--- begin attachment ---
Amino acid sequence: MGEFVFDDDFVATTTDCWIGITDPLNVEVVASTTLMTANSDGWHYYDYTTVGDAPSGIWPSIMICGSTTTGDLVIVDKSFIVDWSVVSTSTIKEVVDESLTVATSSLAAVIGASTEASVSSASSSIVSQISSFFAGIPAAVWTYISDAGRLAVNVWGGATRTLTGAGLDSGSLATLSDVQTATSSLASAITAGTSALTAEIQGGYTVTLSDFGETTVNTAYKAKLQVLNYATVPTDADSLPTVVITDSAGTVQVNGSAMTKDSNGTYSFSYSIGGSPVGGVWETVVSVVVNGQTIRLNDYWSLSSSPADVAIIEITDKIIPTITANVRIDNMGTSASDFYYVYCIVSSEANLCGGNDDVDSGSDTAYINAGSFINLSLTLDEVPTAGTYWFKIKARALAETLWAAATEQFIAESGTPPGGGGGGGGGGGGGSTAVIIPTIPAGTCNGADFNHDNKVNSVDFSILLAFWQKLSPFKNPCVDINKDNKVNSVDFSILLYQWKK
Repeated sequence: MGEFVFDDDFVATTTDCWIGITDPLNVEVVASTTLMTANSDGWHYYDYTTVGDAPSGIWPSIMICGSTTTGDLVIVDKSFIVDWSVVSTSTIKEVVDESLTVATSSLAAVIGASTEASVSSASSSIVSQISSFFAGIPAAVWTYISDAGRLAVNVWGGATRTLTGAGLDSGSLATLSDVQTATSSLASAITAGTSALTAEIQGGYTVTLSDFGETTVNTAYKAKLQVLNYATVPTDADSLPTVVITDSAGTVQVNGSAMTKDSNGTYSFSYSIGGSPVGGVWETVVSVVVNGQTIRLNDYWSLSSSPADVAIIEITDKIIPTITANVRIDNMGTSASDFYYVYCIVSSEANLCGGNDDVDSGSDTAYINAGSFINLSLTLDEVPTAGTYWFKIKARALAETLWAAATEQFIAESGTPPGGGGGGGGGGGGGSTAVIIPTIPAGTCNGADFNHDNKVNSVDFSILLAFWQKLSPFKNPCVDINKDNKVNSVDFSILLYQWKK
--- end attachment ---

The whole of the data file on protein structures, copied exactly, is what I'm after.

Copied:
Amino acid sequence: MGEFVFDDDFVATTTDCWIGITDPLNVEVVASTTLMTANSDGWHYYDYTTVGDAPSGIWPSIMICGSTTTGDLVIVDKSFIVDWSVVSTSTIKEVVDESLTVATSSLAAVIGASTEASVSSASSSIVSQISSFFAGIPAAVWTYISDAGRLAVNVWGGATRTLTGAGLDSGSLATLSDVQTATSSLASAITAGTSALTAEIQGGYTVTLSDFGETTVNTAYKAKLQVLNYATVPTDADSLPTVVITDSAGTVQVNGSAMTKDSNGTYSFSYSIGGSPVGGVWETVVSVVVNGQTIRLNDYWSLSSSPADVAIIEITDKIIPTITANVRIDNMGTSASDFYYVYCIVSSEANLCGGNDDVDSGSDTAYINAGSFINLSLTLDEVPTAGTYWFKIKARALAETLWAAATEQFIAESGTPPGGGGGGGGGGGGGSTAVIIPTIPAGTCNGADFNHDNKVNSVDFSILLAFWQKLSPFKNPCVDINKDNKVNSVDFSILLYQWKK
Repeated sequence: MGEFVFDDDFVATTTDCWIGITDPLNVEVVASTTLMTANSDGWHYYDYTTVGDAPSGIWPSIMICGSTTTGDLVIVDKSFIVDWSVVSTSTIKEVVDESLTVATSSLAAVIGASTEASVSSASSSIVSQISSFFAGIPAAVWTYISDAGRLAVNVWGGATRTLTGAGLDSGSLATLSDVQTATSSLASAITAGTSALTAEIQGGYTVTLSDFGETTVNTAYKAKLQVLNYATVPTDADSLPTVVITDSAGTVQVNGSAMTKDSNGTYSFSYSIGGSPVGGVWETVVSVVVNGQTIRLNDYWSLSSSPADVAIIEITDKIIPTITANVRIDNMGTSASDFYYVYCIVSSEANLCGGNDDVDSGSDTAYINAGSFINLSLTLDEVPTAGTYWFKIKARALAETLWAAATEQFIAESGTPPGGGGGGGGGGGGGSTAVIIPTIPAGTCNGADFNHDNKVNSVDFSILLAFWQKLSPFKNPCVDINKDNKVNSVDFSILLYQWKK